At any rate: West Midlands Railway has to compete for space with four other companies. It isn’t simply that these rivals have no interest in improving services for the people of Erdington or Perry Barr: doing so would actively damage them, by reducing the space to run trains to London, Leeds or Liverpool. The constraints on capacity at New Street makes this a zero sum game.

So here’s my proposal: forget New Street. Start digging.


The solution

Birmingham Crossrail would be a new tunnel under the city, served exclusively by local trains. It would stop more frequently than the existing railway lines, to make it easier to reach different parts of the city centre. And it would swallow several of those under-served local routes to give them much more frequent services to and through the city.

In this way you could increase suburban service frequenices in the Midlands while also freeing up space at New Street. The new tunnel, added to the existing Cross-City line, would provide the backbone of something much more like an S-Bahn.

Where exactly would this line stop? Well, this is where we run into questions of practicality and plausibility. (No, I haven’t actually done any surveys to check that such a tunnel is even possible, don’t be silly.) But since I’ve come this far, I might as well go full crayonista. I’d have trains dive into a tunnel slightly to the east of the city centre (at the moment, they enter on a viaduct, which complicates things, but I’m not pretending this would be easy).

After that, they’d stop at the new HS2 station at Curzon Street, before serving a combined New Street/Moor Street underground station, possibly known as Grand Central. There’d be a third city centre stop at Centenary Square on the city’s Westside, then two more underground stations in Ladywood and Rotton Park, out in the rail deserts of western Birmingham.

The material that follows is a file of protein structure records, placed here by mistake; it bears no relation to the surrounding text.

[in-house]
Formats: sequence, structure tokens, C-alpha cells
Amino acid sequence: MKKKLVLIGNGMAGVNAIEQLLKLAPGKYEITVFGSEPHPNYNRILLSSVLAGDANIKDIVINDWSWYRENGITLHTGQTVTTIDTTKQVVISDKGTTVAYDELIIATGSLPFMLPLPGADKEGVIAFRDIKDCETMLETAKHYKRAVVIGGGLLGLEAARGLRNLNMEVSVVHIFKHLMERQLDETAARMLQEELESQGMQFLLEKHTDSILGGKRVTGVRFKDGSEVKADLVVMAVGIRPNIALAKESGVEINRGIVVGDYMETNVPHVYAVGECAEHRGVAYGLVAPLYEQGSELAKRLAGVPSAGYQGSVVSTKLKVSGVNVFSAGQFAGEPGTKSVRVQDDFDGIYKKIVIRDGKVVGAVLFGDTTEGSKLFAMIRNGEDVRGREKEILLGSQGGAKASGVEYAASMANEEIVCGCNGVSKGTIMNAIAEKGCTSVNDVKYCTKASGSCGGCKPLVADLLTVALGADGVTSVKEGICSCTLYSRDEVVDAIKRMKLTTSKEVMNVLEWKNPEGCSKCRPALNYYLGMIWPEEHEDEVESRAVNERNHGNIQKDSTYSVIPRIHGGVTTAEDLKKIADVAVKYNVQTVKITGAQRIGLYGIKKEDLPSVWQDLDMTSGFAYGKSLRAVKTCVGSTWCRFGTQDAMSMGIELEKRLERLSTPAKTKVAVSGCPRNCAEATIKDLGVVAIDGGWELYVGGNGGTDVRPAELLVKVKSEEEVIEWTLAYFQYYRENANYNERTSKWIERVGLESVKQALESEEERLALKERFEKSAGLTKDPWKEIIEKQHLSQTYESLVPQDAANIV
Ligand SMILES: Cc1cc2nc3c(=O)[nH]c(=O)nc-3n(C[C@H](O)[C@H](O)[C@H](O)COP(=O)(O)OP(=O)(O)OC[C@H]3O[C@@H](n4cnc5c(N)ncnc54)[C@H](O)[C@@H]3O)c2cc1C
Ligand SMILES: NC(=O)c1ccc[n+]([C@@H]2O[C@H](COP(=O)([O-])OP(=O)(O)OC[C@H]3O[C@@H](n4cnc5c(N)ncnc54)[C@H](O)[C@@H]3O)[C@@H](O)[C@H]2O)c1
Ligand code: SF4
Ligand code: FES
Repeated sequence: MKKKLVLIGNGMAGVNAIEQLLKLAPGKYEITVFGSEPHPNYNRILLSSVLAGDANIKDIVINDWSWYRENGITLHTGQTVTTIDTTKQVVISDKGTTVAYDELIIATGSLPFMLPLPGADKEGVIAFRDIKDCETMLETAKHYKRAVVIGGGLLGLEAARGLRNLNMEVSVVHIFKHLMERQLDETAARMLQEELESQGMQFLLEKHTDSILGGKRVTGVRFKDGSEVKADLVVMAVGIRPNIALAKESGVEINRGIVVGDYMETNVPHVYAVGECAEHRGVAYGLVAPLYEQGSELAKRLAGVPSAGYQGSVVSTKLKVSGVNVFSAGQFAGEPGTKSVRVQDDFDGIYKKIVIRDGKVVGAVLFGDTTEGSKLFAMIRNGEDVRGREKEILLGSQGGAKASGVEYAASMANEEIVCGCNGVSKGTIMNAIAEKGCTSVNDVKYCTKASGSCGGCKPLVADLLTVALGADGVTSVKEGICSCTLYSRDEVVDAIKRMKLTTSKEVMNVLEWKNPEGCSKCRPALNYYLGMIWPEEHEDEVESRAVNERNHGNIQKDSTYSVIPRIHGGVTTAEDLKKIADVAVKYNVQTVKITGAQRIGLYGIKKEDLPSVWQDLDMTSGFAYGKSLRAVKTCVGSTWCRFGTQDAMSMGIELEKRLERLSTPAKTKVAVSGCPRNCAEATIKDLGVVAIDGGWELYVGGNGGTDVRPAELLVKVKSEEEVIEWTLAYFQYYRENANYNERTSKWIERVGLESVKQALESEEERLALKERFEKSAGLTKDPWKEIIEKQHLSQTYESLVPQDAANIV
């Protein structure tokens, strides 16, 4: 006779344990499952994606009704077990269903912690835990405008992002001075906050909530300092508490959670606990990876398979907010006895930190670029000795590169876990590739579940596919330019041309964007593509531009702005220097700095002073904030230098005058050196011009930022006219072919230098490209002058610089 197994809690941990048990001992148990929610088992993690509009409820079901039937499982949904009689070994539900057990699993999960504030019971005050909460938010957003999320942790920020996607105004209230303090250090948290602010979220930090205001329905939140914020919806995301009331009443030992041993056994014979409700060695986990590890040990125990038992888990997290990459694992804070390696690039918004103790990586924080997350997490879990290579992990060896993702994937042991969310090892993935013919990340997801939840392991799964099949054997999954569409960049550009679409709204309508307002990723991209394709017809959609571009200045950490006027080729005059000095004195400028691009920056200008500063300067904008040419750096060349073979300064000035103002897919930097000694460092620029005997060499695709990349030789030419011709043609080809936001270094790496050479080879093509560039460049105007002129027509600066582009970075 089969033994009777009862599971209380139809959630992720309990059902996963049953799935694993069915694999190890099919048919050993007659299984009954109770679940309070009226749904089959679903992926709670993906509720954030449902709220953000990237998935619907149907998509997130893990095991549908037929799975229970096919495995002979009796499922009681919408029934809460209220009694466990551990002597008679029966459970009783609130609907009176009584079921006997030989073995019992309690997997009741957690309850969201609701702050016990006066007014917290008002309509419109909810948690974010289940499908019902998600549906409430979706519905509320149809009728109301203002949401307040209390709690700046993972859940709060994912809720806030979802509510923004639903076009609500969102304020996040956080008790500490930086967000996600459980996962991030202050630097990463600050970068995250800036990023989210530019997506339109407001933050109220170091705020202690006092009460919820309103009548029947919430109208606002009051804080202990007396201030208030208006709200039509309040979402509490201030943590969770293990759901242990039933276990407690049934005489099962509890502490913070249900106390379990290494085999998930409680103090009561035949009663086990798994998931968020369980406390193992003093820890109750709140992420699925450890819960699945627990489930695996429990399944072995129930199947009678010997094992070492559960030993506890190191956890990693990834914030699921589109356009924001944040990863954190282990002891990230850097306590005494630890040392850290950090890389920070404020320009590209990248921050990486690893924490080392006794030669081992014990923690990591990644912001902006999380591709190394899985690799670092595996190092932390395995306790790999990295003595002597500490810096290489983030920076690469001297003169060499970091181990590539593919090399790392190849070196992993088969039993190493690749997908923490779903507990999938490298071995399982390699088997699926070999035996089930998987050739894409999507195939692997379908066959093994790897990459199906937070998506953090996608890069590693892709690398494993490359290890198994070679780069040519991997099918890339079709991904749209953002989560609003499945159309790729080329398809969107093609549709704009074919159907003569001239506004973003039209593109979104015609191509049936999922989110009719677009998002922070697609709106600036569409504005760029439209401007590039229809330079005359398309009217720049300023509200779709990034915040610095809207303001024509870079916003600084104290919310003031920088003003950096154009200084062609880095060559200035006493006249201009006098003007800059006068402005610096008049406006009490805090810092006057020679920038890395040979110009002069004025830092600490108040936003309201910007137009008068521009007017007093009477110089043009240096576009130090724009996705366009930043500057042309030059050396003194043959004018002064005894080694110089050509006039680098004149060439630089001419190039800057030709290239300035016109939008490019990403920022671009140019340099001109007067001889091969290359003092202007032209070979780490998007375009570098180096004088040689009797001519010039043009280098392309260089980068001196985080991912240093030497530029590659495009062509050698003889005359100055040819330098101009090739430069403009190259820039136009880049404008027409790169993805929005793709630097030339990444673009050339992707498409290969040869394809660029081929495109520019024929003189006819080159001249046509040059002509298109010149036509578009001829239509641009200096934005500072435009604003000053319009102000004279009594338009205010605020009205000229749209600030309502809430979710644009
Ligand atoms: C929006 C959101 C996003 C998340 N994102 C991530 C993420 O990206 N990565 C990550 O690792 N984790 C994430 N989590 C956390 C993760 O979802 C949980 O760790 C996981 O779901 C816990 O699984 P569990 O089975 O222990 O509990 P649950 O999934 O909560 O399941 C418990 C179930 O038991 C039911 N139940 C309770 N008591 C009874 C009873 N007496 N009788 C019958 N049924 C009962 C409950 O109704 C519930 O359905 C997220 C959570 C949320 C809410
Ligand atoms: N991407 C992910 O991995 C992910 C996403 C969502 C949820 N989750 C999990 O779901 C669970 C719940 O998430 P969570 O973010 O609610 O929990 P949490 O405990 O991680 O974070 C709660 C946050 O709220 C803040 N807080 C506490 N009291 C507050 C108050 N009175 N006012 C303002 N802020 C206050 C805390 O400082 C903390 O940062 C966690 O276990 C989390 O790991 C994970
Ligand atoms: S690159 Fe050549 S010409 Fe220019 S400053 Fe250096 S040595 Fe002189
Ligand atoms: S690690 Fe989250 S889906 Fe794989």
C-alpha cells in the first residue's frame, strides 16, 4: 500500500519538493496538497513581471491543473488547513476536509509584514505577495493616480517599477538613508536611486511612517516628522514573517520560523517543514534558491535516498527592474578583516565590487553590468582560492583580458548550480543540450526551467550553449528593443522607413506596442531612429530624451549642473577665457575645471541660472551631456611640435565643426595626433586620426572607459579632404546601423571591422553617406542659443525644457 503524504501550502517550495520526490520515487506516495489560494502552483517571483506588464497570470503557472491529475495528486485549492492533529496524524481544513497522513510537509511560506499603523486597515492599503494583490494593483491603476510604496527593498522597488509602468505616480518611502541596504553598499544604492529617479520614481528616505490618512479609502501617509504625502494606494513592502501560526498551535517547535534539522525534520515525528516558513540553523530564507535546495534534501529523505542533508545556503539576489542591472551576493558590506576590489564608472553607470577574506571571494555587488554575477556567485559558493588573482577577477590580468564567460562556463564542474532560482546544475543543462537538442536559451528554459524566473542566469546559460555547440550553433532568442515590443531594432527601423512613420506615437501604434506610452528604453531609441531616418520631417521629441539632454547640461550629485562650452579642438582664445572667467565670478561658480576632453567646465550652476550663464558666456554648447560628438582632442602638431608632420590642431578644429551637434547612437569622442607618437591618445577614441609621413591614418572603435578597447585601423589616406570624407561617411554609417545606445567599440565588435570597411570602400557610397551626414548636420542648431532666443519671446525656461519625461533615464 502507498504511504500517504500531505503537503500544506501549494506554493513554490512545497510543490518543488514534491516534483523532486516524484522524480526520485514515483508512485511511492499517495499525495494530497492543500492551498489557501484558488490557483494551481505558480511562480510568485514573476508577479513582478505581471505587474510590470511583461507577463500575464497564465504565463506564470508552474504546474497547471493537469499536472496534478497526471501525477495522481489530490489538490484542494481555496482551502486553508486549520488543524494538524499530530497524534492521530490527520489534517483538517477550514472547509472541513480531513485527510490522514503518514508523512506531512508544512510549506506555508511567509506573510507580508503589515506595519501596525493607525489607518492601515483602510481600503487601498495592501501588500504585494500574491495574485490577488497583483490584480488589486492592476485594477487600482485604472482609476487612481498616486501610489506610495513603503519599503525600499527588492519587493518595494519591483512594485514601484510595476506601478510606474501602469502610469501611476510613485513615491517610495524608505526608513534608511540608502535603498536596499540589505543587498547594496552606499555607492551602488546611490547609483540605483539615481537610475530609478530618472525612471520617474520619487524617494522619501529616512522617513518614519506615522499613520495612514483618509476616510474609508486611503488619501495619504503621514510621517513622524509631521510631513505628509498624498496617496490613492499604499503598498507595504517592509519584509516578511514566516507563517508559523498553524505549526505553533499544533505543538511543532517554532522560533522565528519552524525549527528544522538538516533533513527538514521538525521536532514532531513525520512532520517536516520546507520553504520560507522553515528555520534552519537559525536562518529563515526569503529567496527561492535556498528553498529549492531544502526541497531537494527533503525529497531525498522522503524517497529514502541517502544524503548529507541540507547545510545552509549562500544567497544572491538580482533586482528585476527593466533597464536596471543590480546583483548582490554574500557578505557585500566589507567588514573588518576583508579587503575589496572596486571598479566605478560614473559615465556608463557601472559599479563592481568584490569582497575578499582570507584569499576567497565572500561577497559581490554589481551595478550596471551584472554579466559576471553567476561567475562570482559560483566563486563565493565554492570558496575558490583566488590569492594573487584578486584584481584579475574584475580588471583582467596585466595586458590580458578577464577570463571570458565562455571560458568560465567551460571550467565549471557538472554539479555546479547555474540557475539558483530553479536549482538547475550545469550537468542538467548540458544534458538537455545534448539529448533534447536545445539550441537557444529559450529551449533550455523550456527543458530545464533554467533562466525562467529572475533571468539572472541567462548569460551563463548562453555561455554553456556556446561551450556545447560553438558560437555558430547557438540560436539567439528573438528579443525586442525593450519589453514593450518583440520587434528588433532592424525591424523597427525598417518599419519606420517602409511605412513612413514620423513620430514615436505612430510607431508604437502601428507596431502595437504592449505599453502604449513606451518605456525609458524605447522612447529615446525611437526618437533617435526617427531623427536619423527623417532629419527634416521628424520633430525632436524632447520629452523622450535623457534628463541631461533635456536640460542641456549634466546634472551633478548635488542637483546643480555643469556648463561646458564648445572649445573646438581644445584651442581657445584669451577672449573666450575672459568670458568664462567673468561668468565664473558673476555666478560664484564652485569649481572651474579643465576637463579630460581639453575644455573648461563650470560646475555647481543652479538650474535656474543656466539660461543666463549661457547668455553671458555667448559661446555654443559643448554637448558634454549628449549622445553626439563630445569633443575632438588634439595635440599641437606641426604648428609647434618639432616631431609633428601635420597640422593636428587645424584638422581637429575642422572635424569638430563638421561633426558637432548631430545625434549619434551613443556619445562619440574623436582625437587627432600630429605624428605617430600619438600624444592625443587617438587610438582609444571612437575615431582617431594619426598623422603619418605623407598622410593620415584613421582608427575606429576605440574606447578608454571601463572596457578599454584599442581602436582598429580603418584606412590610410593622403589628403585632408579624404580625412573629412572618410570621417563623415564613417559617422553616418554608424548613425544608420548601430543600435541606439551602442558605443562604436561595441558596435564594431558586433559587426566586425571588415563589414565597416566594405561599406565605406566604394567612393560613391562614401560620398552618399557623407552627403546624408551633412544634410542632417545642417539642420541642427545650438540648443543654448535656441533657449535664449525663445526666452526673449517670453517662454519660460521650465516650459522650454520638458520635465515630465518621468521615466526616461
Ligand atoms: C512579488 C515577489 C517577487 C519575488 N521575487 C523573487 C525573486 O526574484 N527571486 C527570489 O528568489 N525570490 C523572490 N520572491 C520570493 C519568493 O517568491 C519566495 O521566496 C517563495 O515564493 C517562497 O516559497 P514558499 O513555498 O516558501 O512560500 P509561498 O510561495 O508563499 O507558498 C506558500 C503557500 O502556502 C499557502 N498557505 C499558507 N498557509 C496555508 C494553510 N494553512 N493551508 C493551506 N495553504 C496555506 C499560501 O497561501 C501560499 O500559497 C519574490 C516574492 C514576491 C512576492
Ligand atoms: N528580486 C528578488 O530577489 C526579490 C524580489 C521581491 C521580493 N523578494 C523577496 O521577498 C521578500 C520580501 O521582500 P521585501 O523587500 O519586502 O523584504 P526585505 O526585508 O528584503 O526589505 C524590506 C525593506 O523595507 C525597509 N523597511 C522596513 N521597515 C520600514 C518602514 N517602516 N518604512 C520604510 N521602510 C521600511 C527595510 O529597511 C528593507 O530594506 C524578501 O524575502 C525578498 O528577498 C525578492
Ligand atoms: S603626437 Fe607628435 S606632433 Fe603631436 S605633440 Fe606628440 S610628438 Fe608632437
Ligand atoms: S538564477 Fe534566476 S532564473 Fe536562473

You could then plug some of the under-served suburban routes into this tunnel and run more frequent trains along them. The Chase Line to Walsall is the obvious one, is that’s reasonably self-contained. Ideally, you’d want the stopping services to Wolverhampton and Coventry to use our new tunnel, too. That may require new tracks in places, to ensure more frequent services don’t get in the way of high speed ones – but since I’m already inventing a multi-billion pound tunnel here this seems a mere detail.

Here’s a map of my proposed tunnel (in red and brown), as well as the existing Cross-City line (in green). Existing stations are marked in black; new ones in maroon.

Click to expand. This map was made with the assistance of J.P.Wright’s Build A Better Subway website.

Et voila, a Midlands S-Bahn.

There are all sorts of reasons this isn’t likely to happen. Money is the big one of course (it’s in short supply, and this would cost a lot of it), but there are no doubt practical barriers too, in the height of different branches and the absence of space for separated tracks.

I’m sure this isn’t the best possible version of a Birmingham Crossrail proposal, either. No doubt those who know the city better can put forward many possible improvements.

But all the same – it would be nice for other British cities to get the same care and investment lavished on their rail network as the capital takes for granted, wouldn’t it? If at least something like this was on the agenda for the 2030s?

London, after all, has had underground railways for 165 years, and is just putting the finishing touches to not one but two cross-city rail projects. There are similar schemes in cities all over Europe: the RER in Paris; the S-Bahns of Berlin. Why shouldn’t Birmingham get a Crossrail too?

Jonn Elledge is the editor of CityMetric. He is on Twitter as @jonnelledge and on Facebook as JonnElledgeWrites

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Transport for London’s fare zones secretly go up to 15

Some of these stations are in zones 10 to 12. Ooooh. Image: TfL.